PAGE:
++ Talking about zines, your first proper release was the flexi that came with the This Almighty Pop! zine! Have you ever met Stephen? He seems really ace, I look forward to meet him! How come did you both got in touch?

Yes, we did meet once or twice. If I remember correctly TGB thought that sending out demo cassettes to some of the fanzines which we liked would be a good way of getting some kind of attention, and Stephen liked what we’d done and kindly offered to release a flexi with TAP.

++ Care to tell me a bit of those early tape releases, “Myopia” and “We Touch the Lives of Ordinary Folk”? What songs were included?

Oh God! I’m not even sure I can remember. I don’t have copies of them. It was twenty years ago! But basically they were all four-track recordings that we did over a period of time in Daryl’s spare bedroom. We were just learning how to use the equipment and how to work round its limitations. The She’s Like A Dream flexi track was probably about the best of the recordings we did then – for some reason it all just fell into place and it sounded great very quickly.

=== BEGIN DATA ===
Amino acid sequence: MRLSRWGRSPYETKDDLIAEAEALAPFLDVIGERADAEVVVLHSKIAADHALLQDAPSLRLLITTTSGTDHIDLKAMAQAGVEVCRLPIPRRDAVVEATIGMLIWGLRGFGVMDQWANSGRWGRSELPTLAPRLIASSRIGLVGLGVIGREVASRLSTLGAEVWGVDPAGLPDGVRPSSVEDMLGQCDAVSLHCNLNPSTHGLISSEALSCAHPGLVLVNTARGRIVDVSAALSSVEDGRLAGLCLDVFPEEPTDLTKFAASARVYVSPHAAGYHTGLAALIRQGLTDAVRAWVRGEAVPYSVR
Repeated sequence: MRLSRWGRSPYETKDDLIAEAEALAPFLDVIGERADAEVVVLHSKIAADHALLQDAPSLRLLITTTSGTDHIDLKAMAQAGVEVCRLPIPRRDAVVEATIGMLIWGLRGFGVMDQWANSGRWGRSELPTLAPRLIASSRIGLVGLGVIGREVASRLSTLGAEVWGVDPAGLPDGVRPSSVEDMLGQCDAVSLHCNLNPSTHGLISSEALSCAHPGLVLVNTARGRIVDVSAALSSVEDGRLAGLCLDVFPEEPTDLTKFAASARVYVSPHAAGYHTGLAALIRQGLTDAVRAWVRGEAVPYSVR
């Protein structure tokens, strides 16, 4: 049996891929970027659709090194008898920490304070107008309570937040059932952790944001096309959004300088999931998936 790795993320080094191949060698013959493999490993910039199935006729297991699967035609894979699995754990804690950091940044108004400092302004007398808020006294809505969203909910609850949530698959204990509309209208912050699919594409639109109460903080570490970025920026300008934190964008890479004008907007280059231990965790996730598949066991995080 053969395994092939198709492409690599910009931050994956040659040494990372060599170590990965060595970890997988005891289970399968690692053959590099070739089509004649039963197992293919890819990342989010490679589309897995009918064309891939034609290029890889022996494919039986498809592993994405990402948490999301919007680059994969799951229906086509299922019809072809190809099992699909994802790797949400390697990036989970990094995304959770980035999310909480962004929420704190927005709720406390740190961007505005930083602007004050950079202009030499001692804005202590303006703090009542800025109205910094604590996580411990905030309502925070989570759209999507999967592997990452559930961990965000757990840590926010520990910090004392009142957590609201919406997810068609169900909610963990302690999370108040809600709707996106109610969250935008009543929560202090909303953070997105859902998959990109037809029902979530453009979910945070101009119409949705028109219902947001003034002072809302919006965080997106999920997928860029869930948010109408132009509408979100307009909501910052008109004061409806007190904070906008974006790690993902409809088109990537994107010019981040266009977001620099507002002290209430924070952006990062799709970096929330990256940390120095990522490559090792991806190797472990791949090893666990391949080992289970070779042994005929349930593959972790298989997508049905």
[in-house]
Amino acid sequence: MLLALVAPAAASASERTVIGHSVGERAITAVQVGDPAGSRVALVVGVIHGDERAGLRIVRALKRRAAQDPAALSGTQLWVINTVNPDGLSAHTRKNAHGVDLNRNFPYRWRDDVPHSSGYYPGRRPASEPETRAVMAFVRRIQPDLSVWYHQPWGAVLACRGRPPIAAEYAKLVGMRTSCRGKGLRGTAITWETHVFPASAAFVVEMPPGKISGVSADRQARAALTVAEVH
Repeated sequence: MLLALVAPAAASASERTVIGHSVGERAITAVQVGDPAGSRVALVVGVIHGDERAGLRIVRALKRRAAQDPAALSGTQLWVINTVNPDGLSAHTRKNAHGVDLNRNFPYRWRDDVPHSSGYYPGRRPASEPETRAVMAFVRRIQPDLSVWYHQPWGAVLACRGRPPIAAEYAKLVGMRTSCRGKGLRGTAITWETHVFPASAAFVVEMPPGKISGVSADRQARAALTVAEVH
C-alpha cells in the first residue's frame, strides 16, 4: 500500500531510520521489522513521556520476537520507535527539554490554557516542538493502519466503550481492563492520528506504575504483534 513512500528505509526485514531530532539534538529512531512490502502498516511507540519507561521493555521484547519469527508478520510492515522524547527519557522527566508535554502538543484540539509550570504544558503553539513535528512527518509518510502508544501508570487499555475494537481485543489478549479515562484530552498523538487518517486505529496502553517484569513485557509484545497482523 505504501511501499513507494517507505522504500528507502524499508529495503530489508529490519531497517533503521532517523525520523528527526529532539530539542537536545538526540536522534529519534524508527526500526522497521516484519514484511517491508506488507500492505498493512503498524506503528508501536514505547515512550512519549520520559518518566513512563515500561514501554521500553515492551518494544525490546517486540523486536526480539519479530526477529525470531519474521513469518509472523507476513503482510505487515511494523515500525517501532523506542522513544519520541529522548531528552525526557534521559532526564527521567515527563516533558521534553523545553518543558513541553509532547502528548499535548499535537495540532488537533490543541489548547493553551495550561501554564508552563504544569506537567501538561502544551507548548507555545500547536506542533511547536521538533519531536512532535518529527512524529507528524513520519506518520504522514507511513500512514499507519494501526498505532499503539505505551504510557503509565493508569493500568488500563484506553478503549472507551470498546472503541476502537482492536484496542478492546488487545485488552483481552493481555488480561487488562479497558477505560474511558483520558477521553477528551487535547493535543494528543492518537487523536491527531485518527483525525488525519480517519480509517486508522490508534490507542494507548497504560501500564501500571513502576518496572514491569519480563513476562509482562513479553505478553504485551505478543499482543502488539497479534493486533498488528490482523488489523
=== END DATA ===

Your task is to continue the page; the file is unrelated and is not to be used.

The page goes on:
++ I also know there was a tape on Elefant Records, what about that one?

Luis got in touch and asked if he could make a compilation of the two cassette demos. I don’t know if it did the label or the band much good, but in retrospect it’s nice to have an Elefant release to our name.

++ Two questions about the name of your releases. What was The Ruby Lounge? and what about Woody Allen, what’s your favourite movie by him?